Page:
Dr. Stephen Jackson, former Chief of surgery at Cedar’s Hospital, was a man dedicated to his profession. A workaholic, he often spent long hours at the hospital rather than spending time with his daughter, Leslie. Though he loved Leslie, he never felt the need to say so and was oblivious to her insecurities. Jackson was so married to medicine that he looked on Leslie, a nurse's aide, as little more than an inconvenience. All Jackson ever said about his personal life was that his wife had died in childbirth, and his colleagues had the distinct impression that Dr. Jackson was less than devastated by the loss.
In 1967, Leslie began dating young doctor Ed Bauer, which thrilled Steve since now he could marry Leslie off and give his full time and attention to his cherished scalpel. However, Ed became far more than a means to an end for Steve. He was the son he never had, the worshipful male successor he'd longed for. To Ed, Steve was his coach, and the operating room was their playing field. Ed had cast himself in the mold of his successful, though hollow, mentor. The only thing he would do differently from Steve, Ed told Leslie, was that he would never have children, because they were an impediment to his success. Bearing the scars of her father’s neglect, Leslie could not help but be offended. She realized that she had fallen in love with a man who was very much like her father. Enter Joe Werner. Although he was several years older, Joe had been Ed's closest friend in medical school. He had had a less privileged background than Ed and had struggled longer to get where he was. Now a resident at Cedars, Joe was envious that the eminent Dr. Jackson was bestowing so many professional favors on Ed, and that the way was already paved for Ed to become the chief surgeon's son-in-law. Not one to be passed over, Joe vowed to get a piece of Ed's action any way he could. Convinced that marriage would not serve his illustrious surgical career, Ed broke up with Leslie, leaving the field wide open for Joe Werner, who quickly moved in. Before long, Leslie accepted Joe's proposal of marriage. However, when Steve suffered a coronary, Ed and Leslie, thrown together by their mutual concern, realized how much they cared for one another. They were married in a quiet ceremony in June 1968, at Longview Nursing Home where Steve was convalescing.
Unfortunately, Ed wasn’t the model husband Stephen thought he’d be. Full of self-loathing over his unsuccessful operation on Maggie Scott and the argument that led to his father's heart attack, Ed fell victim to the same disease that plagued his father -- alcoholism. He became jealous of the growing friendship between Leslie and his brother, Mike, and picked drunken fights with both of them. Soon, his work and concentration slid to the point where even Steve could no longer defend him, and Ed was dismissed from Cedars. Ed proceeded to go on a binge, sideswiped a car driven by Margie Wexler, in April 1969, and was jailed for leaving the scene of the accident. Bill bailed him out and desperately tried to help his son, but to no avail. Certain that he'd lost everything, Ed left town. When Ed returned, he encouraged Leslie to give the marriage another chance. Though, by now, Ed was starting to get his life back together, the couple decided their marriage was over and, despite Stephen’s objections, they divorced. Disheartened, Stephen was shocked when Leslie started seeing the wealthy, older Stanley Norris and firmly objected to their engagement. Though she married Stanley anyway, Leslie was very touched by her father’s objections since it finally showed her that he cared about her.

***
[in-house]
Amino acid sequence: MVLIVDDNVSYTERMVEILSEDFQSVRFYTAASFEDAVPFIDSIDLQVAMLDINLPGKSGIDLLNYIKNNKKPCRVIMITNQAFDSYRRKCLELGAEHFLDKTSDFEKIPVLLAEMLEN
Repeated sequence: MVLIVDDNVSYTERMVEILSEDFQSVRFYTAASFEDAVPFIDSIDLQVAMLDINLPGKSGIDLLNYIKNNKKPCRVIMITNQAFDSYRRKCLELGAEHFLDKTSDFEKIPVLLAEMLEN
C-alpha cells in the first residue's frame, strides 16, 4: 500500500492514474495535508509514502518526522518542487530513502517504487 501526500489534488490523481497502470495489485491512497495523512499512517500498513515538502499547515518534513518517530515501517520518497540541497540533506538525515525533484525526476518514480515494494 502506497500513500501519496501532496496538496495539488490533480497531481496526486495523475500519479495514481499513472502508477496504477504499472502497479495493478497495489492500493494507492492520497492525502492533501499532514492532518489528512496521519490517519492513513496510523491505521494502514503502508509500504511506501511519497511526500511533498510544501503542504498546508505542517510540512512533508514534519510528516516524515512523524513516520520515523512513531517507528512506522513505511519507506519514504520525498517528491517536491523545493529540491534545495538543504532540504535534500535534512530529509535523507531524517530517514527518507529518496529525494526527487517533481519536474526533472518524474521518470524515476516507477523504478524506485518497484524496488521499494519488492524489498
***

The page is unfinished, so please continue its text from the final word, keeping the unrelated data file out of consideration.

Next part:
As everyone predicted, Leslie’s marriage to Stanley proved disastrous and ended with her being accused of his murder. After she was cleared of the charges, she was free to plan her wedding to the man she truly loved: attorney Mike Bauer, Ed’s brother. Angry over Leslie’s scandalous marriage to Stanley and Mike’s scandalous marriage to Charlotte Waring, Stephen strenuously objected to the match. It wasn’t until talking with Ed and his mother, Bert, that Stephen decided to give his blessing. Not long after the wedding, Stephen started receiving mysterious visits from a middle-aged woman named Madeline Ballinger. Very secretive and agitated, Stephen kept the woman’s identity a secret and paid her hush money to leave town. Then to his horror, Leslie found out the one secret he never wanted her to know: her mother didn’t die when she was a baby; she abandoned her. Stephen simply lied because he didn’t want her to live with the shame of knowing her mother didn’t want her. Angry, Leslie confronted her mother and found out something even more startling: Stephen Jackson wasn’t her real father and he knew it! Touched that he would raise a child who wasn’t even his, Leslie finally understood how much her father loved her and the two became closer than ever. Tragically, not long after, Leslie would lose her life after being struck by a drunk driver named Spence Jeffers.
In 1981, after spending over 15 years befriending the Bauers and the various employees at Cedars, Stephen finally decided to retire and moved to Europe leaving Cedars in Ed’s capable hands. Some time the following year, the beloved Dr. Jackson would pass away.